Arlene Foster claims Sinn Féin have 'surrendered power'
DUP leader Arlene Foster has claimed Sinn Féin are 'boycotting' the assembly and executive, amounting to a "surrender of power".
The former first minister said the continued impasse at Stormont "cannot be allowed to continue".
She spoke out after the Court of Appeal dismissed a bid by the Department for Infrastructure to have a High Court judgment over a waste incinerator overturned.
In May, a High Court judge ruled that a senior civil servant did not have the power to grant planning permission for a £240 million waste treatment centre and incinerator at Hightown Quarry in Mallusk.
The decision had been made by the permanent secretary of the Department for Infrastructure in the absence of a minister.
The north has had no executive for 18 months since the fall of Stormont.
Mrs Foster said the judgment "brings a sharp focus" on the absence of ministers in Northern Ireland.
"It is not acceptable and cannot be allowed to continue," she said.
"Key public services such as schools, hospitals and roads are being unfairly impacted."
She called on Sinn Féin to reach agreement with her party to restore devolution.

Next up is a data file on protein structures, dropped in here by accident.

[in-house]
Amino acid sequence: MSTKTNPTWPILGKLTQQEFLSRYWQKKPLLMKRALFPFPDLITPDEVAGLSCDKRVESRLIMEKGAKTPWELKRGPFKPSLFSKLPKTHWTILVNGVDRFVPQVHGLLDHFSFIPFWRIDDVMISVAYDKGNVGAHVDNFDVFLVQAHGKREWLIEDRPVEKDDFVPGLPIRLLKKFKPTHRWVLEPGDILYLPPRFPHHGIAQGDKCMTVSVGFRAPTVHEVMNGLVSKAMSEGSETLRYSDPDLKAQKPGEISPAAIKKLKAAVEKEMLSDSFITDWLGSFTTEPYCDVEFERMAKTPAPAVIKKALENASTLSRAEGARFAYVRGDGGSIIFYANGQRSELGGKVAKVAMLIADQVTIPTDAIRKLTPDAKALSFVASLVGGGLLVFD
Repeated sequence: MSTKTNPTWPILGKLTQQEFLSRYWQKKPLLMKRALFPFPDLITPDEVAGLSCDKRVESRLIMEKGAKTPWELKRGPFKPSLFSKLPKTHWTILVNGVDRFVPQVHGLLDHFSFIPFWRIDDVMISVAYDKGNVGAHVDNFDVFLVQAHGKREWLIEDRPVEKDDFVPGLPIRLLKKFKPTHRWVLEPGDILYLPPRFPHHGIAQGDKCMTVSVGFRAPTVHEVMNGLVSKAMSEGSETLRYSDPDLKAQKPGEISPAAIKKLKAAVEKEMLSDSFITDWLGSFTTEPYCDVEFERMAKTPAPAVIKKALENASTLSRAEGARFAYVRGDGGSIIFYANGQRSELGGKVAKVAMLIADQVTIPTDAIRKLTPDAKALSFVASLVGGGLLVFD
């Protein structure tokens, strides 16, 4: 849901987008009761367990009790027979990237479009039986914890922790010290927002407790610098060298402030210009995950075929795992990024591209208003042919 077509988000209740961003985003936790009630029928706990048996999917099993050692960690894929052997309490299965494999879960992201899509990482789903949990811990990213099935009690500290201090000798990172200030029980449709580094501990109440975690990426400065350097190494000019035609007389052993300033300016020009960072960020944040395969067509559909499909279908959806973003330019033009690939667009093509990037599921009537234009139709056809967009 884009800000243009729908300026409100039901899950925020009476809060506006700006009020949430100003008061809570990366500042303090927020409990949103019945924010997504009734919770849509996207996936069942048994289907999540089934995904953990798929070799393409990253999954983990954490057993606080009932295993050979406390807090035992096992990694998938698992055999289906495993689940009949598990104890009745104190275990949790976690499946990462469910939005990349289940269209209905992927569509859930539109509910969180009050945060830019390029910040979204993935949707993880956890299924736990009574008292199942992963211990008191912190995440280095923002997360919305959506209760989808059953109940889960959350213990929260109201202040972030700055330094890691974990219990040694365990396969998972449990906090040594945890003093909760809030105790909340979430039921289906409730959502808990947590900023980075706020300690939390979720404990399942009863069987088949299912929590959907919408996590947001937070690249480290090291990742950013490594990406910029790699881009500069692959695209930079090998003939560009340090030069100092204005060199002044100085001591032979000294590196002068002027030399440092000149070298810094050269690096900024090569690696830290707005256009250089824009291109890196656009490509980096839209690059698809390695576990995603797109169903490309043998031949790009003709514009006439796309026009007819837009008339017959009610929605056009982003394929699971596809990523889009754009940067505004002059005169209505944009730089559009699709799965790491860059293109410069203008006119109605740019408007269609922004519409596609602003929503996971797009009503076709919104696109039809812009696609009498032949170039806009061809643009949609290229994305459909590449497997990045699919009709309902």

"Four out of the five main parties would form an executive today," she said.
"In the absence of an executive, decisions must be made in London.
"Last Friday, I welcomed the government's statement that it would 'take whatever steps necessary to provide good governance'.
"I told the Prime Minister on Monday that it is now time to follow those words with actions.
"I welcomed the commitment from the Prime Minister that she is exploring a number of options."
Mrs Foster claimed that Sinn Féin "collapsed the executive" 18 months ago and "have refused to re-enter the assembly since".
"This has created a back-log of decisions which require Ministerial sign-off. Civil servants cannot be left in this limbo.
"On the back of this judgement, we will again be pressing the Government to take decisions. Sinn Féin’s surrender of power and boycott of the House of Commons, Assembly and Executive cannot be allowed to cause further chaos in Northern Ireland.”
Sinn Féin has previously blamed the DUP for a failure to restore devolution.
The party's deputy leader Michelle O'Neill said in June that she believes devolution can be restored, but "only if there is political will there".
She insisted the reason for the failure "firmly falls at the feet of the DUP".